By David Sher
I didn’t expect to be writing a column about the new $50 million amphitheater proposed for downtown Birmingham.
I’m not a politician or business person involved in the project and the only information I have is what I’ve read on-line.
So I have no insight into the behind the scenes conversations that brought this project forward.
But when the amphitheater was announced, it blew up my e-mail box.
For those of you who are regular readers of ComebackTown, you know that ComebackTown is all about regionalism and our local governments working together.
Pelham caught by surprise
It appears Pelham, home of the Oak Mountain Amphitheater, was left out of the loop.
And this is pretty darn important to Pelham since a document outlining the plans for the Birmingham performance space indicated that Oak Mountain would not be allowed to be an entertainment venue if the proposal goes through.
E-mails I received looked similar to this one: “I enjoy your Comeback town series and believe in the benefits of regional cooperation. However, I am terribly disappointed in the approach toward the Oak Mountain Amphitheater. Our governmental authorities taking part in this deal must make it a condition that Live Nation can’t apply such covenants to the sale of Oak Mountain to prohibit its use as an entertainment venue. Otherwise it is just a big stinkin’ pot of hypocrisy.”
According to AL.com, “The City of Pelham said it was blindsided by the proposal made to leaders in Jefferson County for the amphitheatre.
“The Pelham City Council had just “approved a project to improve Amphitheater Road, which will improve access to Oak Mountain Amphitheatre, the Pelham Civic Complex & Ice Arena, and The Canopy, a $60 million mixed-use development under construction directly across from the venue, the city said (and)…”Live Nation recently invested a significant amount of money for improvements to Oak Mountain Amphitheatre.”
Collaboration within Jefferson County
I’m disappointed on the way this may have been handled, but I’m glad some folks seem to recognize that our local government agencies should be working together rather than against one another. This has not always been the case.
But in spite of this most recent incident, it’s important to note that municipalities within Jefferson County are making progress working together.
On May 19, 2021, the Jefferson County Mayors Association signed a groundbreaking agreement to end the wasteful practice of poaching businesses from one another within Jefferson County.
Up until that date Jefferson County cities had spent millions of dollars a year to pay local companies to entice them to relocate to their municipality or to prevent them from relocating to capture their sales tax dollars. This practice created no new businesses or jobs since companies simply moved from one municipality within the county to another. This is money that could have been better used to recruit new businesses to our area, invest in education, fight crime, or to improve our amenities.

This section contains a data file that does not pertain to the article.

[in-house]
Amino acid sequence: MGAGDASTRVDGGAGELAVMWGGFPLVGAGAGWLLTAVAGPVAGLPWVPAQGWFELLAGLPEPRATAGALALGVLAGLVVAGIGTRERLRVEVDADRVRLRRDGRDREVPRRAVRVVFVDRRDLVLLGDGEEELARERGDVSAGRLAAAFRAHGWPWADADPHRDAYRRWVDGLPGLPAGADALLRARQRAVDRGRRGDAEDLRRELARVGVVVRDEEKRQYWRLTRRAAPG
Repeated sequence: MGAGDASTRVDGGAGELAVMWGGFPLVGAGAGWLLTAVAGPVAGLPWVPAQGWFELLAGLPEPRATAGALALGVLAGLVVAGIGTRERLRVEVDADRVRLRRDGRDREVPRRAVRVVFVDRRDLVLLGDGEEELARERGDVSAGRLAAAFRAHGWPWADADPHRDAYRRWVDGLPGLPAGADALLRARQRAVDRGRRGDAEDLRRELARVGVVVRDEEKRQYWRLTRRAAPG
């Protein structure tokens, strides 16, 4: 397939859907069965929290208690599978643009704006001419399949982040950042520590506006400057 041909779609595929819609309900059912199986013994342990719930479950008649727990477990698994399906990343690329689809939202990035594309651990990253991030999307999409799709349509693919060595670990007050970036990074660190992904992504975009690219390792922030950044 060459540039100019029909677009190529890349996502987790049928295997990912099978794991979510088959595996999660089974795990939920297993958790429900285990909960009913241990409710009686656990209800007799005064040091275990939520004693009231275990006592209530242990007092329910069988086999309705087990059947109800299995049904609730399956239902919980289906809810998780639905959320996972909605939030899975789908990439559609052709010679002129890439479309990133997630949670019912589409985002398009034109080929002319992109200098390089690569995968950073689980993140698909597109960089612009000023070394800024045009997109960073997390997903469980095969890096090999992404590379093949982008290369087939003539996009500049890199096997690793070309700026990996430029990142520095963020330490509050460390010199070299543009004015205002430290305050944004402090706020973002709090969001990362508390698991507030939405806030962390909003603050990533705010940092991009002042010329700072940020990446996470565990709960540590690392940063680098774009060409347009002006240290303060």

But the non-poaching agreement was only signed by Jefferson County mayors.
Therefore, there is no written agreement that forbids a Jefferson County mayor from poaching from Pelham which is in Shelby County…or vice versa.
However, this doesn’t make it okay for local government agencies to poach from one another and political leaders in Pelham should have at the very least been notified in advance.
Birmingham Barons successfully moved to Birmingham
In 2013 when the Birmingham Barons moved from Regions Park in Hoover to Regions Field in downtown Birmingham, Hoover was well informed. There didn’t appear to be any serious hostility between Birmingham and Hoover and Hoover was able to convert Regions Field into the very successful Hoover Metropolitan Complex.
And Regions Field has certainly been a big win for our region–with record breaking attendance and endless economic development for its downtown neighborhood.
Shelby County missed opportunity
The Greater Birmingham Convention & Visitors Bureau (CVB) is one of the proposed funders of the amphitheater project. The CVB receives monies from hotel taxes.
When I was on its board of the CVB a few years back, the board encouraged Shelby County to contribute hotel tax money to the CVB and to have a seat on its board. Shelby County chose to retain all the hotel taxes for itself and not be a part of the CVB.
If Shelby County had opted for a seat on the CVB Board, then it would have had a board seat. I don’t know if that would have changed anything, but Shelby County would have at least been part of the conversation.
Game Changer for Birmingham
As of this writing, it is too soon to know if this project will be funded.
But the new downtown location will be a game changer for Birmingham and the Carraway neighborhood. Barnes & Associates real estate agent Darius Peace said property values could see an increase between $150,000 to $200,000 nearby” as part of the $300 million upcoming mix-used Carraway project.
Look at the synergy that has already been created in North Birmingham with Protective Stadium, the newly remodeled Legacy Arena, the BBJC, Top Golf, and the UpTown entertainment district.
Huntsville just recently opened its much talked about $40 million Orion Amphitheater.
Birmingham needs to be competitive.
Maybe we can learn from this experience.
The municipalities in Jefferson and Shelby Counties might consider signing a region expanding non-poaching agreement.
David Sher is the founder and publisher of ComebackTown. He’s past Chairman of the Birmingham Regional Chamber of Commerce (BBA), Operation New Birmingham (REV Birmingham), and the City Action Partnership (CAP).
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